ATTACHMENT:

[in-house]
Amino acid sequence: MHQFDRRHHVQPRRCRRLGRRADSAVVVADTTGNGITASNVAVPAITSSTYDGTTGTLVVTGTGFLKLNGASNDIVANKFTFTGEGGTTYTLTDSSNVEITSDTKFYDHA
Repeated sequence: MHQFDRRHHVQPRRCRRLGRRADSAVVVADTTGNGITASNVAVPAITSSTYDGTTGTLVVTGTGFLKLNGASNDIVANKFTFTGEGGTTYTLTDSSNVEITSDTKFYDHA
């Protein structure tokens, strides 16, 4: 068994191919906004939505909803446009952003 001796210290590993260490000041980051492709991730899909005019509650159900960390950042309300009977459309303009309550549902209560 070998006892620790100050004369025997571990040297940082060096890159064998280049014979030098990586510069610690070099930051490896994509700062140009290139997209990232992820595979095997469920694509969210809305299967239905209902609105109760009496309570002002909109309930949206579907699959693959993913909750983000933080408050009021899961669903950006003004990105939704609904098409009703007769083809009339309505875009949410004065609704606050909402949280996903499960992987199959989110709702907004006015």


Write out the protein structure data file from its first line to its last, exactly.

[in-house]
Amino acid sequence: MHQFDRRHHVQPRRCRRLGRRADSAVVVADTTGNGITASNVAVPAITSSTYDGTTGTLVVTGTGFLKLNGASNDIVANKFTFTGEGGTTYTLTDSSNVEITSDTKFYDHA
Repeated sequence: MHQFDRRHHVQPRRCRRLGRRADSAVVVADTTGNGITASNVAVPAITSSTYDGTTGTLVVTGTGFLKLNGASNDIVANKFTFTGEGGTTYTLTDSSNVEITSDTKFYDHA
């Protein structure tokens, strides 16, 4: 068994191919906004939505909803446009952003 001796210290590993260490000041980051492709991730899909005019509650159900960390950042309300009977459309303009309550549902209560 070998006892620790100050004369025997571990040297940082060096890159064998280049014979030098990586510069610690070099930051490896994509700062140009290139997209990232992820595979095997469920694509969210809305299967239905209902609105109760009496309570002002909109309930949206579907699959693959993913909750983000933080408050009021899961669903950006003004990105939704609904098409009703007769083809009339309505875009949410004065609704606050909402949280996903499960992987199959989110709702907004006015």